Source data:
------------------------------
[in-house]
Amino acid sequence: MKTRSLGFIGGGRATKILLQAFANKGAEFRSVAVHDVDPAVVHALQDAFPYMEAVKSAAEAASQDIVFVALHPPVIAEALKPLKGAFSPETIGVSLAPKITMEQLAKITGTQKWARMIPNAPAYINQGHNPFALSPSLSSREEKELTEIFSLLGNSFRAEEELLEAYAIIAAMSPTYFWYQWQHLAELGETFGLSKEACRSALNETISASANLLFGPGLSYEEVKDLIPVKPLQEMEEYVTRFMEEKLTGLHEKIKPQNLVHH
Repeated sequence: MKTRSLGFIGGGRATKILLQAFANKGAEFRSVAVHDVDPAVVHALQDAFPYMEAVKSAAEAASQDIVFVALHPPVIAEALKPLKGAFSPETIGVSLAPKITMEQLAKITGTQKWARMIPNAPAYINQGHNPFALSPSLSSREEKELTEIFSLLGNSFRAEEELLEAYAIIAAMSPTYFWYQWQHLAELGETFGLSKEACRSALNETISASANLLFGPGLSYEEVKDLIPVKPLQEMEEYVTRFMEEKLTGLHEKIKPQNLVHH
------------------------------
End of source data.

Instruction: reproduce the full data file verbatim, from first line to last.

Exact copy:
[in-house]
Amino acid sequence: MKTRSLGFIGGGRATKILLQAFANKGAEFRSVAVHDVDPAVVHALQDAFPYMEAVKSAAEAASQDIVFVALHPPVIAEALKPLKGAFSPETIGVSLAPKITMEQLAKITGTQKWARMIPNAPAYINQGHNPFALSPSLSSREEKELTEIFSLLGNSFRAEEELLEAYAIIAAMSPTYFWYQWQHLAELGETFGLSKEACRSALNETISASANLLFGPGLSYEEVKDLIPVKPLQEMEEYVTRFMEEKLTGLHEKIKPQNLVHH
Repeated sequence: MKTRSLGFIGGGRATKILLQAFANKGAEFRSVAVHDVDPAVVHALQDAFPYMEAVKSAAEAASQDIVFVALHPPVIAEALKPLKGAFSPETIGVSLAPKITMEQLAKITGTQKWARMIPNAPAYINQGHNPFALSPSLSSREEKELTEIFSLLGNSFRAEEELLEAYAIIAAMSPTYFWYQWQHLAELGETFGLSKEACRSALNETISASANLLFGPGLSYEEVKDLIPVKPLQEMEEYVTRFMEEKLTGLHEKIKPQNLVHH